A few days ago, I told you that there was a creek running through my parents farmyard. I've seen many spring floods over the years that I lived on the farm. It would often come in stages.
The first stage was as the snow and ice on the creek would melt. The creek would slowly start to rise, depending on how much snow we had that winter, or the average high and low temperatures or how much sunlight we were receiving. This could last a few days or a couple of weeks.
The water generally would start to go down just in time to rise again in the second stage, as the snow from the Pembina Hills started melting and flowing downstream.
The third and usually final stage would occur as the larger tributaries such as the Boyne River and the Assinaboine River would overflow their banks. The cumulative affect could be felt many miles away in the smaller tributaries like the one on our property. Overall the flood effects could last a few weeks every spring.
I can remember several years that the water was actually lapping on top of the bottom step at the front door! Our home was never actually flooded as it is built a bit higher than ground level, although we almost always had a few inches of water seepage into the basement. Many items were kept on cement blocks year round to prevent damage. The one major exception was the regulation size pool table that only went on blocks as the snow started to melt. The sump pump would run almost constantly some springs.
Some years, the water would only go a few feet over its banks, but there were many years that our entire yard would be covered in muddy water. Many years, the water would actually cover the lane. There was a bit of a high spot in the center of the yard, and a couple of other areas. so vehicles and implements would be moved to higher points. I recall several years that my dad would drive us kids out the lane to meet the school bus in the front end loader of the tractor. There were also years that we could use a small motor boat on low lying parts of the property. We even took a boat a few times to meet the bus or to the mailbox which was about a 1/4 mile down the road from the end of our lane. We also have old black and white photos from when my dad was a kid with a row boat tied to the back steps of the house!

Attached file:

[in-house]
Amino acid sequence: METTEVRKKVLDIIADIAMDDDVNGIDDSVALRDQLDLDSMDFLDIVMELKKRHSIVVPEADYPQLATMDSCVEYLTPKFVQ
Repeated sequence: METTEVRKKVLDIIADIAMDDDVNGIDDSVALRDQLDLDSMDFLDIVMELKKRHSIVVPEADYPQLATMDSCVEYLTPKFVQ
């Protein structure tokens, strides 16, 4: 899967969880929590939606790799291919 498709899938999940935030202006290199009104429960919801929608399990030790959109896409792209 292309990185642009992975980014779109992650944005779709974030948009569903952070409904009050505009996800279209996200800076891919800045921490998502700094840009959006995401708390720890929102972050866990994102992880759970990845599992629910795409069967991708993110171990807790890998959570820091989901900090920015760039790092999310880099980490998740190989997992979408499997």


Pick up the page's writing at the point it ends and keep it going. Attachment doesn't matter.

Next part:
One of my most vivid memories of those spring floods happened when I was only about 8 or 10. The water had been coming up slowly. My sister and older brother were already living out on their own and I don't recall where my other brother was. It was Saturday and as usual, mom, dad and I had gone to town in late afternoon to do shopping and visit neighbours and friends. Going to town on Saturday was a farming community tradition. The stores were open late and everyone would visit and catch up on all the news.
It was late and well after dark when we drove home. The water was over the lane as we drove in. The main yard and the sidewalk to the house were covered in several inches of icy cold water. We hadn't put our boots in the trunk before we left as the water had been rising quite slowly. How were we going to get from the car to the house? Well, there really wasn't much choice. Mom and I took off our socks and shoes and grabbed what packages we could carry and started walking through the freezing water to the front steps. We screamed as we walked in the dark to the nearby house. Dad yelled at us to pipe down - it wasn't that bad and we'd be dry in a few minutes. He'd bring everything else in from the car. It was only about 30 feet or so but it felt like a mile. We made it and grabbed some towels to dry our numb feet.
A few seconds later we heard this booming yelp from dad and he screamed "DAMN THAT WATER IS COLD!!! Mom and I laughed and told him to quit complaining! He never did admit whether he yelled to make mom and I feel better or because it really was that bad! Personally, I think it was a combination of both factors.
The waters haven't risen like that in many years. They probably won't rise a lot this spring either as the creek has been very shallow for the last few years. The lowest lying areas of the yard still get covered most springs and there will still be seepage in the basement, but the sump pump can handle that. The furnace and the hot water heater are in the basement, but they are on raised pads and there is no longer anything else of value in the basement.
My dad always joked that he was like a rich Texan. Instead of taking the family to the lake, he'd bring the lake to us every spring!!
Frankly, I'd have preferred going to the lake.